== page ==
- fossil fuel companies
- fossil fuel service companies
- the media that spruik fossil fuels
- fossil fuel lobbyists
- fossil friendly investors
- climate change deniers.
If you were counting, you’d see that there are actually seven tentacles on the list. The eighth tentacle is us. And by us, I mean you and I, mums and dads, the public. Why? Because we are the ones who feed the Krakate. Everything we buy is backed in some way by fossil fuels. So, every day, we empower the Krakate by feeding it.
While we are part of the Krakate, we have no choice but to fight it. However, going into battle against this awesome beast needs a steady hand and advice from a master. As the great military strategist Carl von Clausewitz says, the decision to do battle should be based on weighing-up the certainties of not doing battle, versus the uncertainties of going to battle. Using this frame, doing battle with the Krakate is imperative, because if we let the Krakate persist, it will deliver Business as Usual carbon emissions, the RCP 8.5 emissions pathway. In this scenario, the planet will soon cross some climate tipping point, and we will all slide into a rerun of the Permian Extinction that will kill-off all of humanity, the rich, poor, weak, powerful, famous and unknown, alike. The main difference between what the Krakate has set in motion and the Permian Extinction that drove extinct 90% of all species, is that we are doing it 100 time as fast. Let that sink in, while you sharpen your calamari knives.
Will we ever mount an effective assault against the Krakate? We haven’t yet. Ultimately, what holds Western People back from this battle is ourselves, our own mythology about good and bad, monsters and heroes. Inside us all, albeit to varying degrees, is a series of invisible lens through which we see the world. The big four of these lenses include: capitalism, consumerism, pop-culture and Christianity. Our annual cultural celebration called Christmas is the hyper-synergy of all the elements. Note, in the big four, the absence of any reference to nature, the biosphere, the Planetary Boundaries, the ocean or the atmosphere. Therein lies the problem. Western People have no cultural mythology that helps us see, let alone do battle with, the Krakate. We can’t see climate change for the burning trees.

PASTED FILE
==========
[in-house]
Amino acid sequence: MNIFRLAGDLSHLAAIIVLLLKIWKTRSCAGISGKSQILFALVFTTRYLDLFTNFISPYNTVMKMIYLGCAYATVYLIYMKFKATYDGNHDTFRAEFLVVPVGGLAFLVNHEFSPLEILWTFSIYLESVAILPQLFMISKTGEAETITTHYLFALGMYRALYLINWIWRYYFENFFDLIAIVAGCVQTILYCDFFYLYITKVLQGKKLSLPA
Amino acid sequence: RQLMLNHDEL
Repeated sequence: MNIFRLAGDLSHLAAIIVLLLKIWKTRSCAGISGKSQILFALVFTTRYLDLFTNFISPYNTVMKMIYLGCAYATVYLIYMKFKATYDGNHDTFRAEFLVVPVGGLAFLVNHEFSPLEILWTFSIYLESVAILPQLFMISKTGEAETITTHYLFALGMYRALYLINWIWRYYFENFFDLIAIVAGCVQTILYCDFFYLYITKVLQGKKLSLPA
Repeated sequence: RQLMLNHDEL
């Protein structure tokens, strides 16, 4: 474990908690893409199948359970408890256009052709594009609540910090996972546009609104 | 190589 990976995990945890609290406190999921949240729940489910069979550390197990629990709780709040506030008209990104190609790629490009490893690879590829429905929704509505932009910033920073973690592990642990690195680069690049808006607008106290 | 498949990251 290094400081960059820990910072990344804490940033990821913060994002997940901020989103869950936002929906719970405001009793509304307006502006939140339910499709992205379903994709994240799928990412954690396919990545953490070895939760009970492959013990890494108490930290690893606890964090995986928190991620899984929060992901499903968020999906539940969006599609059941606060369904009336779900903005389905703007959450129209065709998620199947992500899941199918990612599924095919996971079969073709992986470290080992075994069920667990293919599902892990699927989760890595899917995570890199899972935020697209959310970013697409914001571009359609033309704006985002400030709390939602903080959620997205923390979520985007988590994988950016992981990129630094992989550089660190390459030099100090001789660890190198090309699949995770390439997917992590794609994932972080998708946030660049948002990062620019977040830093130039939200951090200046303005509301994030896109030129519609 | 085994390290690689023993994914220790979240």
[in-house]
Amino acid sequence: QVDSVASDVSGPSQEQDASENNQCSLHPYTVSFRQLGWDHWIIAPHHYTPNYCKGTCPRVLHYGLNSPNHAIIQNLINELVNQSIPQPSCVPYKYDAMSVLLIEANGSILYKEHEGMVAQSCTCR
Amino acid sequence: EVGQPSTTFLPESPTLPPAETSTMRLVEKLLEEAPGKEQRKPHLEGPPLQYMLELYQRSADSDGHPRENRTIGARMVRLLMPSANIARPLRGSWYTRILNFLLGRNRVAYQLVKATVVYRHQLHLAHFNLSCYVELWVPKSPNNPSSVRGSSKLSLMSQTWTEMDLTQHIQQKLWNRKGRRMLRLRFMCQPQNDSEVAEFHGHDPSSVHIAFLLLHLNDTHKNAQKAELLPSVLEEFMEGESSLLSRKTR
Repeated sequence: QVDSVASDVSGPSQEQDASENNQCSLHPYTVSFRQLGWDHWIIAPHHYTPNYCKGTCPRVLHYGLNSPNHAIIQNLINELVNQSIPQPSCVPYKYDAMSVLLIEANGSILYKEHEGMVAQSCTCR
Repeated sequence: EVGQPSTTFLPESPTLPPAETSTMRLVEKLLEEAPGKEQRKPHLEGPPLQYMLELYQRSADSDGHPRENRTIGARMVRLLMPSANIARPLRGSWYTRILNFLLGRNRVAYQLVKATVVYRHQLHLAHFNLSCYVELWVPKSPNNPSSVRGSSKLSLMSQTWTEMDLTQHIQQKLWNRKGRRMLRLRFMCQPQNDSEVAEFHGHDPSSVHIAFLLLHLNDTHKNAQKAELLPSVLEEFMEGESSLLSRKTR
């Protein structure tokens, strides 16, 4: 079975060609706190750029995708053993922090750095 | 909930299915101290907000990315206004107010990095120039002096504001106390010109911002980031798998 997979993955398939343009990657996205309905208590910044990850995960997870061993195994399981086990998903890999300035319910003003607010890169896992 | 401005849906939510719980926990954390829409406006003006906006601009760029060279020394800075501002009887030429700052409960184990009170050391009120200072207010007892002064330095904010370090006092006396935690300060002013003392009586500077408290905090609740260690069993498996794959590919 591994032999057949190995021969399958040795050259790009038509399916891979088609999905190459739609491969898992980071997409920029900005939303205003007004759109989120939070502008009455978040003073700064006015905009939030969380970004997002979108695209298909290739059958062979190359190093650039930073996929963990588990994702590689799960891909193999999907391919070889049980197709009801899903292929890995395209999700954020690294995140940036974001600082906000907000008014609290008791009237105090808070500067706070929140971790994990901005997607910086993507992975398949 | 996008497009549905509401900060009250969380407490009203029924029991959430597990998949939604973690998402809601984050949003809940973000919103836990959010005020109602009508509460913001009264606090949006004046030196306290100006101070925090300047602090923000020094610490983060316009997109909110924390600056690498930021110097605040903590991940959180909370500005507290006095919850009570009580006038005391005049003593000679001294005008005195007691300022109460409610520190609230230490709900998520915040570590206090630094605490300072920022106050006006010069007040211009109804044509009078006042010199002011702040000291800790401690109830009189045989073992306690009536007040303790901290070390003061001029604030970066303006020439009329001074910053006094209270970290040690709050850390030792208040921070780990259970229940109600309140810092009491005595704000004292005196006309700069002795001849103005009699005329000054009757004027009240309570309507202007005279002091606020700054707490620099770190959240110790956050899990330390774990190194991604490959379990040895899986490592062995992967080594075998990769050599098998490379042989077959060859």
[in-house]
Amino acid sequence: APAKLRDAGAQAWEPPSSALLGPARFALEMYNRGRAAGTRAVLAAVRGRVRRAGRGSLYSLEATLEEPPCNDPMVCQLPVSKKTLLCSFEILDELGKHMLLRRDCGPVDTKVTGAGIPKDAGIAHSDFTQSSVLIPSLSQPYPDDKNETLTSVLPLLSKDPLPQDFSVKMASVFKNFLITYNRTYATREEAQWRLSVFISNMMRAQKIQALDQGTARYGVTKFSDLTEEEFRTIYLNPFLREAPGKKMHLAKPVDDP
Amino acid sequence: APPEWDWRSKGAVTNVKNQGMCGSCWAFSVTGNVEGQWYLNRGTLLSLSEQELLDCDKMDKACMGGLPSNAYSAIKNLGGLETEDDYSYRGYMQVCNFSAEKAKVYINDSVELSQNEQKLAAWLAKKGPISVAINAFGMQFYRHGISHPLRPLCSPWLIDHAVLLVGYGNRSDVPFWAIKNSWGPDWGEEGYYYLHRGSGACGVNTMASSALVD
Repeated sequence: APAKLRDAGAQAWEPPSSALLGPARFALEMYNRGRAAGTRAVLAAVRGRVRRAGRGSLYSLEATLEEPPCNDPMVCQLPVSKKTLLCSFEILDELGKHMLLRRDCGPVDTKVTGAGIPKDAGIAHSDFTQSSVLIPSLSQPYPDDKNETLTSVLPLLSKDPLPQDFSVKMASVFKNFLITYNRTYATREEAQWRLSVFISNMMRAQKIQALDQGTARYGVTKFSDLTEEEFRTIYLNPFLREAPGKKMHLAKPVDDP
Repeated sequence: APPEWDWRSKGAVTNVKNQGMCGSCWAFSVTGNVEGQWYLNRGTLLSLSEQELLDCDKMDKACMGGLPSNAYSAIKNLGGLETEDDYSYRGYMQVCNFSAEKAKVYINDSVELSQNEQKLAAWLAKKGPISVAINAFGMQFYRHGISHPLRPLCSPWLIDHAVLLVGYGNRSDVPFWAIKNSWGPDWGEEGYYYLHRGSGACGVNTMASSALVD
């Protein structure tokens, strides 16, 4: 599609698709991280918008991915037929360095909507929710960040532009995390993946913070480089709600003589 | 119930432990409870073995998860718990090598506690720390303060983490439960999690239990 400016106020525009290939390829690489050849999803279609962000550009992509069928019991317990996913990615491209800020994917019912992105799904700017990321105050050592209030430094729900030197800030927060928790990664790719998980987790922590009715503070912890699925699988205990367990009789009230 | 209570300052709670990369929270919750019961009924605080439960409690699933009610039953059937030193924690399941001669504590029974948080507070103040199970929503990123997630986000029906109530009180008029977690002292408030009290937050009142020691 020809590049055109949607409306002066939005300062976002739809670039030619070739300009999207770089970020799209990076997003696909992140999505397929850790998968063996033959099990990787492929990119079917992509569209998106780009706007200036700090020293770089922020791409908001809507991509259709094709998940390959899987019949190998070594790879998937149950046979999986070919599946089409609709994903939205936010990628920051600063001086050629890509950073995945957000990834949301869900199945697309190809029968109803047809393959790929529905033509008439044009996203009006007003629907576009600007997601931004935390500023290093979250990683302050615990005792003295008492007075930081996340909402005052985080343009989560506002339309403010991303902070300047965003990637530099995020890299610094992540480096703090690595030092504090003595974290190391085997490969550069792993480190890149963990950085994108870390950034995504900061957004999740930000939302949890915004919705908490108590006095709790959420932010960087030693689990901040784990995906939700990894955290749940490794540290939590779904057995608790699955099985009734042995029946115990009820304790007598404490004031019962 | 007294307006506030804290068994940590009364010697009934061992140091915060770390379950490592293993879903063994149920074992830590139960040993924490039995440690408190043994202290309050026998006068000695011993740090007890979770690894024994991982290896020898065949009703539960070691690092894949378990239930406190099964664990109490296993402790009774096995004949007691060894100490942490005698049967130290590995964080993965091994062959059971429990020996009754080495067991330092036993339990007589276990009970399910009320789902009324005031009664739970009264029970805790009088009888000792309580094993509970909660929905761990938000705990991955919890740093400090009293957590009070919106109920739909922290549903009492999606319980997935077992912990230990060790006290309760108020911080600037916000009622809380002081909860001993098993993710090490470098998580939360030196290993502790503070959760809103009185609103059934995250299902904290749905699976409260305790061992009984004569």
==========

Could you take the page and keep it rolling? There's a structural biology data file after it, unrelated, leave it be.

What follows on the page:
If we humans are to live a long time on this planet, we need to adopt a cultural mythology that places us as part of the living skin on this planet. To help visualise this, I have created a frame of reference called Imperium vitae-planeta, or just Imperium, for short. Imperium is a single living organism comprising all other organisms, the ocean, atmosphere, and soil. We humans, like the whales and the trees, are cells within Imperium’s body. Just like cells in a human body, we all have roles to play to look after our own interests, and the interests of the host. Under the name Perium I map-out beliefs and practices that underpin a new cultural mythology. If adopted en-mass, this new mythology should help foster the Western People to do swift and successful battle with the Krakate, and put this climate change issue to rest, once and all.
A new non-fiction title by Guy Lane www.guylane.com/timetowake
Release Date: December, 2018 Paperback: 8″ x 5″ – 163 pages
Ebooks: kindle, epub and others
Available through: Smashwords, Kindle, Amazon, ibooks
Media Kit: See media kit including high resolution Head Shots, Biography, book cover and previous titles: http://www.guylane.com/media-kit
Interviews: Guy Lane is available for interview in person, by phone, skype or email.
Contact: Guy Lane – 0424 269 930 – firstname.lastname@example.org – skype: guyjasonlane